The support arm 72 mounted on the rails 71 supports adjacent its distal end a pair of spaced triangular shaped cutters 78. The points of the cutters 78 are positioned to enter spaced grooves 80 around the periphery of the roller 66 as that roller 66 is moved to its extended position, thereby notching the tape for a short distance on opposite sides of the tear strip 76 which is positioned on the tape between the grooves 80. The length of the tape 8 from the pre-stripping roller 62 in its extended position to the mandrels 12 can be adjusted by repositioning the support arm 72 along the rails 71 so that the notch on the predetermined length of the tape 8 on the mandrel 12 in the second mandrel positon will intersect the second or overlapped end thereof.

The machine 10 includes means for (1) positioning a bottle 79 coaxially adjacent the unsupported end 20 of the mandrel 12 in the second mandrel position; (2) axially positioning an ejected tube 9 of the heat shrinkable tape 8 along the neck of a bottle 79 so positioned; and (3) tacking the tube 9 to the bottle 79. The frame 18 includes a shoe 81 formed with an open ended slot adapted to receive the neck of a bottle 79, and to position a bottle 79 at its inner end coaxially below the mandrel 12 in the second mandrel position. The surface of the shoe 81 adjacent the mandrel 12 is adapted to support the end of an ejected tube 8, thereby axially positioning it along the neck of a bottle 79 in the shoe 81. An air operated cylinder 82 is mounted on the frame 18 adjacent the unsupported end 20 of the mandrel 12 in the second mandrel position. A projecting end of the piston rod 83 in the cylinder 82 supports a soft rubber plug 84. The cylinder 82 is located so that the projecting end of the plug 84 will contact and press an ejected tube 8 on the shoe 81 against the neck of a bottle 79 which the tube 9 surrounds when the air cylinder 82 is activated to extend the piston rod 83. Such pressing causes the layer of pressure sensitive adhesive within the tube 9 to adhere to the bottle 79 and tacks the tube in a proper position on the bottle 79 prior to application of heat to shrink the tube 9.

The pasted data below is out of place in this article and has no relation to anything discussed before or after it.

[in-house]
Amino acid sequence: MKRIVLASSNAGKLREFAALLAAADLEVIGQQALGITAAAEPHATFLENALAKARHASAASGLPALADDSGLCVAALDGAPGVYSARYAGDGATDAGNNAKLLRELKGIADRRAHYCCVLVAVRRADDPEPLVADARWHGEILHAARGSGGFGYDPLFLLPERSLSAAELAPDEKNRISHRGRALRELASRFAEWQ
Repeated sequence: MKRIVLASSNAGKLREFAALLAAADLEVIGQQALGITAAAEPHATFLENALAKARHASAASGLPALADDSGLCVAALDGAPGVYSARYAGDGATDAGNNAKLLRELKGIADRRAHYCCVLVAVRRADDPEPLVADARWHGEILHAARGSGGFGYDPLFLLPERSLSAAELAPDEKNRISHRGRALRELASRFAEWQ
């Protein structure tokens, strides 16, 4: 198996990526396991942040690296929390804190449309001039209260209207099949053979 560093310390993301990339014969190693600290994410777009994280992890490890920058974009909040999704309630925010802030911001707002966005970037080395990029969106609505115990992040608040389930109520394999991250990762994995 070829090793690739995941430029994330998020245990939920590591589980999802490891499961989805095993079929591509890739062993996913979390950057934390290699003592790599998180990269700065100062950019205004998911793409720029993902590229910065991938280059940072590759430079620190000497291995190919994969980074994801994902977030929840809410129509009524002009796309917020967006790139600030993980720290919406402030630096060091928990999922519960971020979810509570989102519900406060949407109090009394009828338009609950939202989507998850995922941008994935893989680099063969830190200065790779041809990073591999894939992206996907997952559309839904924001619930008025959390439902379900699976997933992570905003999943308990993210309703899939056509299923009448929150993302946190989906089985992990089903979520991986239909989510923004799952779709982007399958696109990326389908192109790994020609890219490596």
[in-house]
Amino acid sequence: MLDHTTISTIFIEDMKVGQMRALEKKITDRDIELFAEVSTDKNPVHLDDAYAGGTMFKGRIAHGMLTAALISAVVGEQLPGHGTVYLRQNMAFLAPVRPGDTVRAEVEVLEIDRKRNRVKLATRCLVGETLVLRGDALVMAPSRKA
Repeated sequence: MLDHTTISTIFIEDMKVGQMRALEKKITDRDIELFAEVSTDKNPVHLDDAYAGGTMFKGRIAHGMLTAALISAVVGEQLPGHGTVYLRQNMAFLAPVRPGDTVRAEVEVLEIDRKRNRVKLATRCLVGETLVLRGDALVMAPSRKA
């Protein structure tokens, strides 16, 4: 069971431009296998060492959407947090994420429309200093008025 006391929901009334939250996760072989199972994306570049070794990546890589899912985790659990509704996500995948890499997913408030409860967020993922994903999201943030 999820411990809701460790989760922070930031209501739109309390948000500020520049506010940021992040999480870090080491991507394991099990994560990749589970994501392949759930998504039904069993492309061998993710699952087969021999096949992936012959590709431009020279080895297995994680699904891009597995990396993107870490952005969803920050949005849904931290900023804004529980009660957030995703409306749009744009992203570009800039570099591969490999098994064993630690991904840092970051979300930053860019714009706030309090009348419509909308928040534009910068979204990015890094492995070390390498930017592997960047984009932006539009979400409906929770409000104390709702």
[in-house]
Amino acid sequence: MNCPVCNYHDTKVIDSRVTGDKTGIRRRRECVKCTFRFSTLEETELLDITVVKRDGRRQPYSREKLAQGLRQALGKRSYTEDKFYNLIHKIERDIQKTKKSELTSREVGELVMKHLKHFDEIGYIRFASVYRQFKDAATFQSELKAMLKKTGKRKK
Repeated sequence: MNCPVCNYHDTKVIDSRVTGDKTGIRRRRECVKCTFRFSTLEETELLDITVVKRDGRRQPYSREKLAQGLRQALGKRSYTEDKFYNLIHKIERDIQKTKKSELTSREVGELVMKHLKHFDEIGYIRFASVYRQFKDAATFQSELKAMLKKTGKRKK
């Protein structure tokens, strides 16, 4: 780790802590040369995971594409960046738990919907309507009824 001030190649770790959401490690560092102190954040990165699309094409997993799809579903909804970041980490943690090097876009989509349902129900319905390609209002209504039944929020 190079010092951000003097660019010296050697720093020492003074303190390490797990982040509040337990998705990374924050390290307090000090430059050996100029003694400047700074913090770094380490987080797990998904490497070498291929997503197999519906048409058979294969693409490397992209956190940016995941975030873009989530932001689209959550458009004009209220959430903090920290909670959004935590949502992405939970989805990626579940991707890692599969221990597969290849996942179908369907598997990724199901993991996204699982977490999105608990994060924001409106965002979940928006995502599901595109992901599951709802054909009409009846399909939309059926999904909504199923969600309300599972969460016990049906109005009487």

The machine also includes control means for operating the machine 10 and adapted for activation as by spaced cams driven on a common shaft (not shown), or, if the frame 18 is mounted on a rotating table 85 as in a bottle line as illustrated in FIG. 8, by fixed projections 91 adjacent the table 85. The control means comprises five aligned spring return air valves, 86, 87, 88, 89 and 90. The valves 86, 88, 89 and 90 control air cylinders 82, 49, actuator 42, and air cylinder 73 respectively. The valve 87 controls an air cylinder 92 mounted axially parallel with the mandrels 12, which cylinder 92 is attached via a separable coupling to the sleeve 36 on the mandrel positioned in the second mandrel position, and is operable to move that sleeve 36 between its first and second positions. The separable coupling includes a plate 93 attached at the projecting end of the piston rod in the cylinder 92 and adapted to enter and make driving contact axially in a circular groove 94 around either of the sleeves 36 when that sleeve 36 is revolved into the second mandrel position. The sleeve 36 on the mandrel 12 in the first mandrel position is maintained in its first mandrel position by a plate 95 attached to the frame 18 which projects into the groove 94 around that mandrel 12.

The sequential operation of the machine 10 will now be described in conjunction with the operation of the valves 86, 87, 88, 89 and 90. Initially, with none of the valves activated, the valve 86 maintains the piston 83 in the air cylinder 82 supporting the tacking plug 84 in the retracted position, the valve 90 maintains the piston 77 in the air cylinder 73 in the retracted position, and the pre-stripping roller 66 is in its extended position, the valve 88 maintains the piston in the cylinder 49 in its retracted position to position the arm 44 in its disengaged position, the valve 89 causes the turrethead 42 to remain stationary, and the valve 87 maintains the piston in the cylinder 92 in its retracted position so that the sleeve 36 on the mandrel 12 in the second mandrel position is in its first position.